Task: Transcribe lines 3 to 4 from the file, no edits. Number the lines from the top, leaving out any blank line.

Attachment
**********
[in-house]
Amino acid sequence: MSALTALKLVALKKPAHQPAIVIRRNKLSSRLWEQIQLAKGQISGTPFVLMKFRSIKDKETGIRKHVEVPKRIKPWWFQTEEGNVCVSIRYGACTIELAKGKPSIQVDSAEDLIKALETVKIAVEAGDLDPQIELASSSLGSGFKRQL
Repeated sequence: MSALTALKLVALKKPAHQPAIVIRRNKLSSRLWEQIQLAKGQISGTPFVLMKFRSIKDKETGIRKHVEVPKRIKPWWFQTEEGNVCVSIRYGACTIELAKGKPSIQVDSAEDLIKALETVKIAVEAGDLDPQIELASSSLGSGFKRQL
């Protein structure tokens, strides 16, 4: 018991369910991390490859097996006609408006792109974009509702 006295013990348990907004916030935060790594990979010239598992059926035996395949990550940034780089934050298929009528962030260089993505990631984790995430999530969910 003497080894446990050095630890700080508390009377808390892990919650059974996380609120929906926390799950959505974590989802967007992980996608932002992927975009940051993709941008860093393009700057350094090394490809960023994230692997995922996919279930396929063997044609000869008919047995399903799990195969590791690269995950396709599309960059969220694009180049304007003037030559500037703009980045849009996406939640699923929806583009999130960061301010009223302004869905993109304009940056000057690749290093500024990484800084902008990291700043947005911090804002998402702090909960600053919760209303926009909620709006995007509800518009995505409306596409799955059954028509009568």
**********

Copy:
Repeated sequence: MSALTALKLVALKKPAHQPAIVIRRNKLSSRLWEQIQLAKGQISGTPFVLMKFRSIKDKETGIRKHVEVPKRIKPWWFQTEEGNVCVSIRYGACTIELAKGKPSIQVDSAEDLIKALETVKIAVEAGDLDPQIELASSSLGSGFKRQL
């Protein structure tokens, strides 16, 4: 018991369910991390490859097996006609408006792109974009509702 006295013990348990907004916030935060790594990979010239598992059926035996395949990550940034780089934050298929009528962030260089993505990631984790995430999530969910 003497080894446990050095630890700080508390009377808390892990919650059974996380609120929906926390799950959505974590989802967007992980996608932002992927975009940051993709941008860093393009700057350094090394490809960023994230692997995922996919279930396929063997044609000869008919047995399903799990195969590791690269995950396709599309960059969220694009180049304007003037030559500037703009980045849009996406939640699923929806583009999130960061301010009223302004869905993109304009940056000057690749290093500024990484800084902008990291700043947005911090804002998402702090909960600053919760209303926009909620709006995007509800518009995505409306596409799955059954028509009568």